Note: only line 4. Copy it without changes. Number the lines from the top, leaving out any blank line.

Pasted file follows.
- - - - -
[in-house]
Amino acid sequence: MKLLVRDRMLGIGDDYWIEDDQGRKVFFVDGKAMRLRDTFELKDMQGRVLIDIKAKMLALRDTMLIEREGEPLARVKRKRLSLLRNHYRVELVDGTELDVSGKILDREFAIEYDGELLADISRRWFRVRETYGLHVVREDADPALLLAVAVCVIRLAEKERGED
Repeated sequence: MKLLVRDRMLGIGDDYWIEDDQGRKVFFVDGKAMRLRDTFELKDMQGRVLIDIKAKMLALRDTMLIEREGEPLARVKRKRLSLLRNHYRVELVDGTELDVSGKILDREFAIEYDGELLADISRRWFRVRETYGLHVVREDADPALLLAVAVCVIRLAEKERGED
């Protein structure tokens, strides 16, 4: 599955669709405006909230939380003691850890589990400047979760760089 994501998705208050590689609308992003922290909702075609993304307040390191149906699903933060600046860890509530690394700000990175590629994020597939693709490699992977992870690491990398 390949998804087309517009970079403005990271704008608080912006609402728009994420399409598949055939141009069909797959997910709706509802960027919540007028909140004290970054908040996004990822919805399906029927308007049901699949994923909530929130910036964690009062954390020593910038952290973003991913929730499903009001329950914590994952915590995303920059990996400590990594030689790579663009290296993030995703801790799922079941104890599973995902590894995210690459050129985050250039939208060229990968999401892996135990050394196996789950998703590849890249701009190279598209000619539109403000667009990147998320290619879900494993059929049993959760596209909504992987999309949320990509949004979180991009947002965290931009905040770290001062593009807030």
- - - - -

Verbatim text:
């Protein structure tokens, strides 16, 4: 599955669709405006909230939380003691850890589990400047979760760089 994501998705208050590689609308992003922290909702075609993304307040390191149906699903933060600046860890509530690394700000990175590629994020597939693709490699992977992870690491990398 390949998804087309517009970079403005990271704008608080912006609402728009994420399409598949055939141009069909797959997910709706509802960027919540007028909140004290970054908040996004990822919805399906029927308007049901699949994923909530929130910036964690009062954390020593910038952290973003991913929730499903009001329950914590994952915590995303920059990996400590990594030689790579663009290296993030995703801790799922079941104890599973995902590894995210690459050129985050250039939208060229990968999401892996135990050394196996789950998703590849890249701009190279598209000619539109403000667009990147998320290619879900494993059929049993959760596209909504992987999309949320990509949004979180991009947002965290931009905040770290001062593009807030």